And this resolve is the second defining feature of Basque society. In the face of the harshest political oppression and state violence, the independence movement is stronger and more united than ever before. Moving through the crowd of 3,000 young people at the mountain march, as the news of Zabala's murder was being announced, one could feel the emotion and anger transforming itself into a clear political will. Zabala would not be a victim, and nor would his murder be allowed to make the Basque independence movement a victim. As the crowd, ranging in age from 15 to 30 years old, sang Euskal Herria's unofficial anthem, the Eusko Gudariak, and the women cried the traditional mountain cry, the Irrintzla, one thing was crystal clear, the Spanish government would become the victims of their own ignorance, violence and anti-democratic politics.

The funeral of Zabala, attended by more than 10,000 people, ended with a clear message to the Spanish government, `Gora Euskadi Askatuta, Gora Euskadi Sozialista, Gora ETA Militarra'. The three pillars of the Basque independence movement - independence, socialism and armed resistance - would not be undermined, and Zabala's death, as with his life, were testament to that.


Easter inspiration to Basque nationalists

As Republicans commemorated Easter Sunday the Basque people were also celebrating their National Day. Soledad Galiana and Ignacio Irirgoien of the Eire/Euskal Herria Solidarity Group explain the connection.

Coincidence? Not at all. The relationship between Ireland and Euskal Herria (Basque Country) goes a long way back in time, involving more than those few visitors that we exchange every year in summer time.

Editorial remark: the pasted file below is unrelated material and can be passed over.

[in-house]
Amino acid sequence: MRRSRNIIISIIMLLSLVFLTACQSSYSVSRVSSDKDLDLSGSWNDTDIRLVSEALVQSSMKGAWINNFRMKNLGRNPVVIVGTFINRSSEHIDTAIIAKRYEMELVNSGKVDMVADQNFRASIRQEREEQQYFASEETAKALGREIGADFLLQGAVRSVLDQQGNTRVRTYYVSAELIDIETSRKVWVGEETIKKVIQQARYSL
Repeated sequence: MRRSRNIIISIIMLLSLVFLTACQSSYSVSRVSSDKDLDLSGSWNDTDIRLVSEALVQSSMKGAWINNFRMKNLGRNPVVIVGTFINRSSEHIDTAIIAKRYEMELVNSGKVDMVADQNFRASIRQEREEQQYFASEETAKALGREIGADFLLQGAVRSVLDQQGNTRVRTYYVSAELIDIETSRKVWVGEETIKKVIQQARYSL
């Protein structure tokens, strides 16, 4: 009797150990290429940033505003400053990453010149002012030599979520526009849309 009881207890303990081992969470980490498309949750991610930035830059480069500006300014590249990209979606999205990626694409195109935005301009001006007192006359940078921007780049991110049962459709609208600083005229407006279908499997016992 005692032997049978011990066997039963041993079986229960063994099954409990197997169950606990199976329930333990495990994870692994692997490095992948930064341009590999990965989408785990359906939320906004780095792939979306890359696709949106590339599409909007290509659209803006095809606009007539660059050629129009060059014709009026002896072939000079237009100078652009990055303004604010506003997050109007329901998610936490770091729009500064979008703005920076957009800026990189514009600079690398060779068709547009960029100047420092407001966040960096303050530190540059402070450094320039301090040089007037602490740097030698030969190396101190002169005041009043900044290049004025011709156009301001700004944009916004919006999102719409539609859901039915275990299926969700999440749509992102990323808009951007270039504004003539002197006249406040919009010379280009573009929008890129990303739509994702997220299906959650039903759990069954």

While Irish people commemorated the Easter Rising last Sunday, three million Basques were celebrating their National Day. At the beginning of this century, the Basque Nationalists chose Easter Sunday as a day of national pride, inspired by the events of the 1916 Rising.

One of the men behind the commemoration was Eli Gallastegi Gudari who, through the magazine Jagi-Jagi, based in the Basque Country, expressed ideas of national freedom for the Basques and other nations. Impressed by the Irish struggle and in order to break the commercial embargo imposed by the British upon Ireland after the Treaty, Gudari established a company which maintained business between Dublin and Bilbao. Thanks to him by the 30's it was possible to taste Guinness in the Basque Country.

The liaison of Gudari with Ireland continued when he and his young family had to look for refuge in this country during the Spanish Civil War after the dramatic events which took place in the Basque Country.

He raised his family in the Meath Gaeltacht and nowadays even those who did not settle still keep a close relationship with Ireland. Gudari's son, Iker, was in Dublin just before Christmas as part of a group of Basque POWs' relatives, seeking support from the Irish people. His daughter, Gudari's grand-daughter, is serving time in a Spanish prison for the same reasons that put her grandfather in jail several times during his lifetime of struggle: the right of the Basque people to decide freely their own future.


An Phoblacht
44 Parnell Sq.
Dublin 1